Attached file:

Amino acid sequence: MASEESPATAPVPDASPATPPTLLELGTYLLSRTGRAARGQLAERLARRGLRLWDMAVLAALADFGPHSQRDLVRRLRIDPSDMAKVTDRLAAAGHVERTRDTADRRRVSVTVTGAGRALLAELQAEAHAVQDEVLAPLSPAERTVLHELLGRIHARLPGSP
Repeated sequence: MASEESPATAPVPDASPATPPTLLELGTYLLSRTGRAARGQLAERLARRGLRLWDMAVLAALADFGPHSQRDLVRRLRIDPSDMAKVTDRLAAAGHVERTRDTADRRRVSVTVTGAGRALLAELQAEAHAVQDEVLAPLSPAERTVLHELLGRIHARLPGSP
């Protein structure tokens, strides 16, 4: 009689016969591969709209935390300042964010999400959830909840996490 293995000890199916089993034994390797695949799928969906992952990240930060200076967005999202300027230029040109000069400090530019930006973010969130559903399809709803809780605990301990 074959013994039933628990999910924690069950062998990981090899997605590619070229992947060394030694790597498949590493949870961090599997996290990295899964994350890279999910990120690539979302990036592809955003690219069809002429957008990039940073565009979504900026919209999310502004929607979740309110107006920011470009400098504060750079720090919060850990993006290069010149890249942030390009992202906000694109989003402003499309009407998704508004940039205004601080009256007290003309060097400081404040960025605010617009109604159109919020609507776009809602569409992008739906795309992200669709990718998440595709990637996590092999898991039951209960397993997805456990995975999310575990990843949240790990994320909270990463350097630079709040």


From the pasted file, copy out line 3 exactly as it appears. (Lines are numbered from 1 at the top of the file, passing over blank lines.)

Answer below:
């Protein structure tokens, strides 16, 4: 009689016969591969709209935390300042964010999400959830909840996490 293995000890199916089993034994390797695949799928969906992952990240930060200076967005999202300027230029040109000069400090530019930006973010969130559903399809709803809780605990301990 074959013994039933628990999910924690069950062998990981090899997605590619070229992947060394030694790597498949590493949870961090599997996290990295899964994350890279999910990120690539979302990036592809955003690219069809002429957008990039940073565009979504900026919209999310502004929607979740309110107006920011470009400098504060750079720090919060850990993006290069010149890249942030390009992202906000694109989003402003499309009407998704508004940039205004601080009256007290003309060097400081404040960025605010617009109604159109919020609507776009809602569409992008739906795309992200669709990718998440595709990637996590092999898991039951209960397993997805456990995975999310575990990843949240790990994320909270990463350097630079709040």